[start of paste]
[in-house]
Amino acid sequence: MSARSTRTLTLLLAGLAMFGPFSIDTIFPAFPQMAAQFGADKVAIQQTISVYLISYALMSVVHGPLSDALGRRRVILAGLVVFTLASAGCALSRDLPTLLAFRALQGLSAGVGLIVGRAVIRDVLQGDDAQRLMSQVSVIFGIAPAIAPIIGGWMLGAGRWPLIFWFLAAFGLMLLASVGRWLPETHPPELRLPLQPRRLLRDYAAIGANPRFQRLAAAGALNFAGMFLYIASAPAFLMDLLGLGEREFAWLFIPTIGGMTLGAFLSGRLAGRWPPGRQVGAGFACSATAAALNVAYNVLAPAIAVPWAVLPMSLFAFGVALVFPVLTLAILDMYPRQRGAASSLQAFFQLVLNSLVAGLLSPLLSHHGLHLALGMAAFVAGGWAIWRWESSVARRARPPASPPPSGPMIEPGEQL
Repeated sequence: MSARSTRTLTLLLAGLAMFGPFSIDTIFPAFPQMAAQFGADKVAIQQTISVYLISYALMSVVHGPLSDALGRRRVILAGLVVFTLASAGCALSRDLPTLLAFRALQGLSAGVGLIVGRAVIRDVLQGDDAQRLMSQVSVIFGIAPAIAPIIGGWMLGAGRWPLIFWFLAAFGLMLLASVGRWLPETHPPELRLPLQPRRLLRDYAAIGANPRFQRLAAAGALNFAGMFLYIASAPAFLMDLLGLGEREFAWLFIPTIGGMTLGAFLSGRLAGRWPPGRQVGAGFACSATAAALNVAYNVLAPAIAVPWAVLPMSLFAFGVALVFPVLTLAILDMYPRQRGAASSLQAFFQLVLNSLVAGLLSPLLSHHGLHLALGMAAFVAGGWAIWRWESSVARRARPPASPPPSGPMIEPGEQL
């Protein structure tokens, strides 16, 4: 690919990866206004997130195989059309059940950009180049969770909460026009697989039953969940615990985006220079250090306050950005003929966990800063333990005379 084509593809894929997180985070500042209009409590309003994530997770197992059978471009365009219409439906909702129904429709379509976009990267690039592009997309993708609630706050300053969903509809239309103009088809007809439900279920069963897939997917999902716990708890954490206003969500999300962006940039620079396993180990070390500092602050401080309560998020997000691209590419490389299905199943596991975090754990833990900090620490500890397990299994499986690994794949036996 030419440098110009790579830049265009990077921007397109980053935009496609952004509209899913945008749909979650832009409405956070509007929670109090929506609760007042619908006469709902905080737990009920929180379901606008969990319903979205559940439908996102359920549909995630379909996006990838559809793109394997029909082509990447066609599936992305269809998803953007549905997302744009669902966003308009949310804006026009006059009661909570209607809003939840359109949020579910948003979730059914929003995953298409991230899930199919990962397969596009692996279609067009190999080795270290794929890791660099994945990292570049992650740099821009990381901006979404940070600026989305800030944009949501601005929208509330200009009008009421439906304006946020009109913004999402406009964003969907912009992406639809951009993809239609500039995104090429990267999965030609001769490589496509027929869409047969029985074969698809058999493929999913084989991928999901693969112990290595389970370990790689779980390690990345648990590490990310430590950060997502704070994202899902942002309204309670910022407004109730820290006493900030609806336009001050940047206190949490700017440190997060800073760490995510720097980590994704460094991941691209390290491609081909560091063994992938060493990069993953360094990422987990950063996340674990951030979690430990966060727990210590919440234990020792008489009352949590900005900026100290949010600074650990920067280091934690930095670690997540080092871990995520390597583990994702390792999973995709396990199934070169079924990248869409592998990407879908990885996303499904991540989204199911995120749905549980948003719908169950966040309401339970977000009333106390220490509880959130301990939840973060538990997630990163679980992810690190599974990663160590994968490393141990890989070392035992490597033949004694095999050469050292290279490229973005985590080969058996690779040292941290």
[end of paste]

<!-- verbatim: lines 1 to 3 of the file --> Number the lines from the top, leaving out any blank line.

[in-house]
Amino acid sequence: MSARSTRTLTLLLAGLAMFGPFSIDTIFPAFPQMAAQFGADKVAIQQTISVYLISYALMSVVHGPLSDALGRRRVILAGLVVFTLASAGCALSRDLPTLLAFRALQGLSAGVGLIVGRAVIRDVLQGDDAQRLMSQVSVIFGIAPAIAPIIGGWMLGAGRWPLIFWFLAAFGLMLLASVGRWLPETHPPELRLPLQPRRLLRDYAAIGANPRFQRLAAAGALNFAGMFLYIASAPAFLMDLLGLGEREFAWLFIPTIGGMTLGAFLSGRLAGRWPPGRQVGAGFACSATAAALNVAYNVLAPAIAVPWAVLPMSLFAFGVALVFPVLTLAILDMYPRQRGAASSLQAFFQLVLNSLVAGLLSPLLSHHGLHLALGMAAFVAGGWAIWRWESSVARRARPPASPPPSGPMIEPGEQL
Repeated sequence: MSARSTRTLTLLLAGLAMFGPFSIDTIFPAFPQMAAQFGADKVAIQQTISVYLISYALMSVVHGPLSDALGRRRVILAGLVVFTLASAGCALSRDLPTLLAFRALQGLSAGVGLIVGRAVIRDVLQGDDAQRLMSQVSVIFGIAPAIAPIIGGWMLGAGRWPLIFWFLAAFGLMLLASVGRWLPETHPPELRLPLQPRRLLRDYAAIGANPRFQRLAAAGALNFAGMFLYIASAPAFLMDLLGLGEREFAWLFIPTIGGMTLGAFLSGRLAGRWPPGRQVGAGFACSATAAALNVAYNVLAPAIAVPWAVLPMSLFAFGVALVFPVLTLAILDMYPRQRGAASSLQAFFQLVLNSLVAGLLSPLLSHHGLHLALGMAAFVAGGWAIWRWESSVARRARPPASPPPSGPMIEPGEQL